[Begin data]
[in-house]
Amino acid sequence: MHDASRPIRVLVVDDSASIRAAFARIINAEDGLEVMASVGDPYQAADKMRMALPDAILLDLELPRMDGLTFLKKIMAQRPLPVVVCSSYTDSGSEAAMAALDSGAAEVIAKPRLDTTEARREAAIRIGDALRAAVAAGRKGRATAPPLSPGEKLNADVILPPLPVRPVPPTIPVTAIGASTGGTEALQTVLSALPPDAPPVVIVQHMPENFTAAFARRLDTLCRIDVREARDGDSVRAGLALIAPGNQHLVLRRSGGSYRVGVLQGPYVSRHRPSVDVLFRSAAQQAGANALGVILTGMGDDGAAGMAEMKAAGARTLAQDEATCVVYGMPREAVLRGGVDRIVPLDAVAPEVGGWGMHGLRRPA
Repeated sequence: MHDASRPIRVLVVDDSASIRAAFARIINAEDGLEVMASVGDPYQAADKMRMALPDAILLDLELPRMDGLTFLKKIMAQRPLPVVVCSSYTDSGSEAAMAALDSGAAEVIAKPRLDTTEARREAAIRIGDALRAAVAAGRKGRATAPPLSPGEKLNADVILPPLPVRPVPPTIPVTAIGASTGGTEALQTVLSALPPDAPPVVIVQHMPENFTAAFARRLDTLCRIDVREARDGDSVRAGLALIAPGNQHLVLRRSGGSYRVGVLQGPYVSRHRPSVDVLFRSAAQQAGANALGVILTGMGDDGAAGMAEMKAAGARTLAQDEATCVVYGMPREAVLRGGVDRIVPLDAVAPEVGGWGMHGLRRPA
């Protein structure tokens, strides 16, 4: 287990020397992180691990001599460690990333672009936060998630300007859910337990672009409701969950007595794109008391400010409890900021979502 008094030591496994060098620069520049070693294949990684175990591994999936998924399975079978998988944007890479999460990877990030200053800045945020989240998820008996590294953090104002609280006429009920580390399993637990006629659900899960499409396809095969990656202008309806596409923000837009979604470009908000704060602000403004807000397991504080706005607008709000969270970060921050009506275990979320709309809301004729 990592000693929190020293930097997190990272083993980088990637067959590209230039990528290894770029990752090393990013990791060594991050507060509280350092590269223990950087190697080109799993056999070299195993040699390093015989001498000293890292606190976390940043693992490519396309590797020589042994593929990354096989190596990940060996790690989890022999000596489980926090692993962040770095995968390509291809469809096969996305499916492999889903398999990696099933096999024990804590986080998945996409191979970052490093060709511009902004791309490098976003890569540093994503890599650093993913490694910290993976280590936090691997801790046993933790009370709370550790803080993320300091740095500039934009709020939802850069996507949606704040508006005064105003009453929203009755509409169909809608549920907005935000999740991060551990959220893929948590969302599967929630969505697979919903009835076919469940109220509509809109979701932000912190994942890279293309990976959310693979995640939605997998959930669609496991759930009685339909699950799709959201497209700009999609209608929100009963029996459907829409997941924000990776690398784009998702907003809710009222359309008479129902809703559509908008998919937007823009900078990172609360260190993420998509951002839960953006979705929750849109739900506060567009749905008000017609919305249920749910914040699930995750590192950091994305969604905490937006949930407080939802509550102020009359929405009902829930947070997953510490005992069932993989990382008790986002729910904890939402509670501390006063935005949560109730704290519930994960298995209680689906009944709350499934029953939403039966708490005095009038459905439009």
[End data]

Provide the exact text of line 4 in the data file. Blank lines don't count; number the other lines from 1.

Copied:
């Protein structure tokens, strides 16, 4: 287990020397992180691990001599460690990333672009936060998630300007859910337990672009409701969950007595794109008391400010409890900021979502 008094030591496994060098620069520049070693294949990684175990591994999936998924399975079978998988944007890479999460990877990030200053800045945020989240998820008996590294953090104002609280006429009920580390399993637990006629659900899960499409396809095969990656202008309806596409923000837009979604470009908000704060602000403004807000397991504080706005607008709000969270970060921050009506275990979320709309809301004729 990592000693929190020293930097997190990272083993980088990637067959590209230039990528290894770029990752090393990013990791060594991050507060509280350092590269223990950087190697080109799993056999070299195993040699390093015989001498000293890292606190976390940043693992490519396309590797020589042994593929990354096989190596990940060996790690989890022999000596489980926090692993962040770095995968390509291809469809096969996305499916492999889903398999990696099933096999024990804590986080998945996409191979970052490093060709511009902004791309490098976003890569540093994503890599650093993913490694910290993976280590936090691997801790046993933790009370709370550790803080993320300091740095500039934009709020939802850069996507949606704040508006005064105003009453929203009755509409169909809608549920907005935000999740991060551990959220893929948590969302599967929630969505697979919903009835076919469940109220509509809109979701932000912190994942890279293309990976959310693979995640939605997998959930669609496991759930009685339909699950799709959201497209700009999609209608929100009963029996459907829409997941924000990776690398784009998702907003809710009222359309008479129902809703559509908008998919937007823009900078990172609360260190993420998509951002839960953006979705929750849109739900506060567009749905008000017609919305249920749910914040699930995750590192950091994305969604905490937006949930407080939802509550102020009359929405009902829930947070997953510490005992069932993989990382008790986002729910904890939402509670501390006063935005949560109730704290519930994960298995209680689906009944709350499934029953939403039966708490005095009038459905439009």